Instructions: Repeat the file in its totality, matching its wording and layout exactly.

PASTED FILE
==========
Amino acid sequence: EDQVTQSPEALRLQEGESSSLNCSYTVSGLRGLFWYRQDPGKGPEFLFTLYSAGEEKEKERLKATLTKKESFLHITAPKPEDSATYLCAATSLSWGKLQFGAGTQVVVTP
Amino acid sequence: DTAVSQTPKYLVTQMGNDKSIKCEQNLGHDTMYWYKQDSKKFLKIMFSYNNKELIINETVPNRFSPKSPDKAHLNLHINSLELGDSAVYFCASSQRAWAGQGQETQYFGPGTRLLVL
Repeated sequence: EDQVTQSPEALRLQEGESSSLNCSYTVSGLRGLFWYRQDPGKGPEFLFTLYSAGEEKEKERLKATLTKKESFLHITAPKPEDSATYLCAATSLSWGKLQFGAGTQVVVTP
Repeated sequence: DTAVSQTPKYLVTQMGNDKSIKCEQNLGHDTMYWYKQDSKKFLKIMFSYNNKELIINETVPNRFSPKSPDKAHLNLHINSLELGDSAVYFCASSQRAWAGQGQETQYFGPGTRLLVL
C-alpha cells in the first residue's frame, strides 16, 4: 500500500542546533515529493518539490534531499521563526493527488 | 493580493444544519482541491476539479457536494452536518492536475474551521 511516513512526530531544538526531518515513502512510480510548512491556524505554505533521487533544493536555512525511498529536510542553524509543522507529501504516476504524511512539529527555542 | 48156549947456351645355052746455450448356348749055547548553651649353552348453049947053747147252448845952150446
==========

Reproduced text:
Amino acid sequence: EDQVTQSPEALRLQEGESSSLNCSYTVSGLRGLFWYRQDPGKGPEFLFTLYSAGEEKEKERLKATLTKKESFLHITAPKPEDSATYLCAATSLSWGKLQFGAGTQVVVTP
Amino acid sequence: DTAVSQTPKYLVTQMGNDKSIKCEQNLGHDTMYWYKQDSKKFLKIMFSYNNKELIINETVPNRFSPKSPDKAHLNLHINSLELGDSAVYFCASSQRAWAGQGQETQYFGPGTRLLVL
Repeated sequence: EDQVTQSPEALRLQEGESSSLNCSYTVSGLRGLFWYRQDPGKGPEFLFTLYSAGEEKEKERLKATLTKKESFLHITAPKPEDSATYLCAATSLSWGKLQFGAGTQVVVTP
Repeated sequence: DTAVSQTPKYLVTQMGNDKSIKCEQNLGHDTMYWYKQDSKKFLKIMFSYNNKELIINETVPNRFSPKSPDKAHLNLHINSLELGDSAVYFCASSQRAWAGQGQETQYFGPGTRLLVL
C-alpha cells in the first residue's frame, strides 16, 4: 500500500542546533515529493518539490534531499521563526493527488 | 493580493444544519482541491476539479457536494452536518492536475474551521 511516513512526530531544538526531518515513502512510480510548512491556524505554505533521487533544493536555512525511498529536510542553524509543522507529501504516476504524511512539529527555542 | 48156549947456351645355052746455450448356348749055547548553651649353552348453049947053747147252448845952150446